Monday, January 08, 2007

TO READ: Genes May Predict Antidepressants' Effects
If you're reading this blog, chances are you've been there: Your doctor is prescribing an antidepressant for your unipolar or bipolar depression, then mentions the caveat - a big caveat - that this may take up to eight weeks to be effective, if it even is effective for you. When you're miserable, eight weeks is a very long time.

Once again, however, genetics may soon come to our rescue. I've written previously on the burgeoning use of genetics in other aspects of depression diagnosis and treatment (see 10/9/06 and 11/13/06), but now researchers are approaching the very practical issue of predicting "Which med will work for me?"

National Institute of Mental Health scientists screened the genes of nearly 2,000 people being treated with Celexa. They found variations in two genes associated with the treatment. One turned out to be linked to serotonin, one to glutamate, both of which are brain chemicals (neurotransmitters) involved in depression. It's only a start, but ultimately researchers hope to have a panel of genetic markers that can be used to predict which patients are at high risk of failure or side effects if the proposed medicine is used. Hopefully before long we'll see the end of the sometimes endless trial-and-error method of finding the right antidepressants for each suffering person.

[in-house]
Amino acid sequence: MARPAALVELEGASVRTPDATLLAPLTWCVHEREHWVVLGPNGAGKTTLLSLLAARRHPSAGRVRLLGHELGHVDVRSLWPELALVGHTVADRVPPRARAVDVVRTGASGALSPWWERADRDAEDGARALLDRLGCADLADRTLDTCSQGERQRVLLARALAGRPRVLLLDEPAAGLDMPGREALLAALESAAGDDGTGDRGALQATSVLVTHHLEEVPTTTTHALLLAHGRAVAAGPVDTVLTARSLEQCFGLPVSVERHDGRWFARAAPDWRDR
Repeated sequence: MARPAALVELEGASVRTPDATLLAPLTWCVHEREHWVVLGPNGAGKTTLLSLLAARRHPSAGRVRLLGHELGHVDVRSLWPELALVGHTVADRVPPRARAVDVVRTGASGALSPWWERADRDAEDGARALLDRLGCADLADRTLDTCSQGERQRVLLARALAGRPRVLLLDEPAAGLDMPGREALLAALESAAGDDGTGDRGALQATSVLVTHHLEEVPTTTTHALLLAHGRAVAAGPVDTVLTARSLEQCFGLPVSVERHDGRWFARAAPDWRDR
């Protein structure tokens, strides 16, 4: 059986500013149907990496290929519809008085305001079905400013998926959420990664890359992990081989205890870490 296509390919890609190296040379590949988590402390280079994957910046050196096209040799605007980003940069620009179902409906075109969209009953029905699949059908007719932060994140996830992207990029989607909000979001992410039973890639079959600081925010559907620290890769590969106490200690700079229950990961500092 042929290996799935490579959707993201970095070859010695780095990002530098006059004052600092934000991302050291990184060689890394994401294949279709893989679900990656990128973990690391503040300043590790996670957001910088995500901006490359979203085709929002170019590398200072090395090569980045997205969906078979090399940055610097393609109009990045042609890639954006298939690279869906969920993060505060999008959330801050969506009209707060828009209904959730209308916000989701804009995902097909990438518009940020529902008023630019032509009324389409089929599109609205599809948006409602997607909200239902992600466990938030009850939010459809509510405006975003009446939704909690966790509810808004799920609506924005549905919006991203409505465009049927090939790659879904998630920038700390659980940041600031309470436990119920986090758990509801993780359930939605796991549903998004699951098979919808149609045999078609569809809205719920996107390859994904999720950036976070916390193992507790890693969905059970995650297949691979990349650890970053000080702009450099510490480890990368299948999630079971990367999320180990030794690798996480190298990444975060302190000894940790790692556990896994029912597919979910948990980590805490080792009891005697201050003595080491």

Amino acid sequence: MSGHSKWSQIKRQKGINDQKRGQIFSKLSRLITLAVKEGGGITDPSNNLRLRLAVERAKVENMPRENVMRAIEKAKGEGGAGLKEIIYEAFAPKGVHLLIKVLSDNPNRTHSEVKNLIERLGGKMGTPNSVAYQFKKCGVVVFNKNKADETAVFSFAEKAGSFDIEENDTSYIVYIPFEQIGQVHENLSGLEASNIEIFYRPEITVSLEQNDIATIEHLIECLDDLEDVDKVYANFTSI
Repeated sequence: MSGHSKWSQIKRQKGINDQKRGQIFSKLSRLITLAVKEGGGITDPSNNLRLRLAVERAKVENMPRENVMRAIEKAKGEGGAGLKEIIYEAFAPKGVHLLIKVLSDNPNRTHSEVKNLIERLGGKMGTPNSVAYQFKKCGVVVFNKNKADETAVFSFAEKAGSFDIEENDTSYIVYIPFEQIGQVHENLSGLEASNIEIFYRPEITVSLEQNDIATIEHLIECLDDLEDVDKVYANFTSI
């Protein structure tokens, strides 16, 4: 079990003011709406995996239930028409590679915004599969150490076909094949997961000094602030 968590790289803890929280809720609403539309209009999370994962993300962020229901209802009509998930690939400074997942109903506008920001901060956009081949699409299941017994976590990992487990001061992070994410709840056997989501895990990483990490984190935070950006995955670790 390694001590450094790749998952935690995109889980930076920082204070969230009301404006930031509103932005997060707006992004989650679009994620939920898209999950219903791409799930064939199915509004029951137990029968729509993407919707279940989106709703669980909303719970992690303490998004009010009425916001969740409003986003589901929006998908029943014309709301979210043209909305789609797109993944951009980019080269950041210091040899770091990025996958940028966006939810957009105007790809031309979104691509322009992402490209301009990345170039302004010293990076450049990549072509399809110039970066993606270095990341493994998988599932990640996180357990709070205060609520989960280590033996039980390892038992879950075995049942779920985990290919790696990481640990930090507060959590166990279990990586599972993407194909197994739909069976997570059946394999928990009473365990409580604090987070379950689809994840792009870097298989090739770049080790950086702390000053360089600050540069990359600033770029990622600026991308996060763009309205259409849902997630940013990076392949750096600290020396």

For more info: for WebMD Medical News, 12/6/2006.

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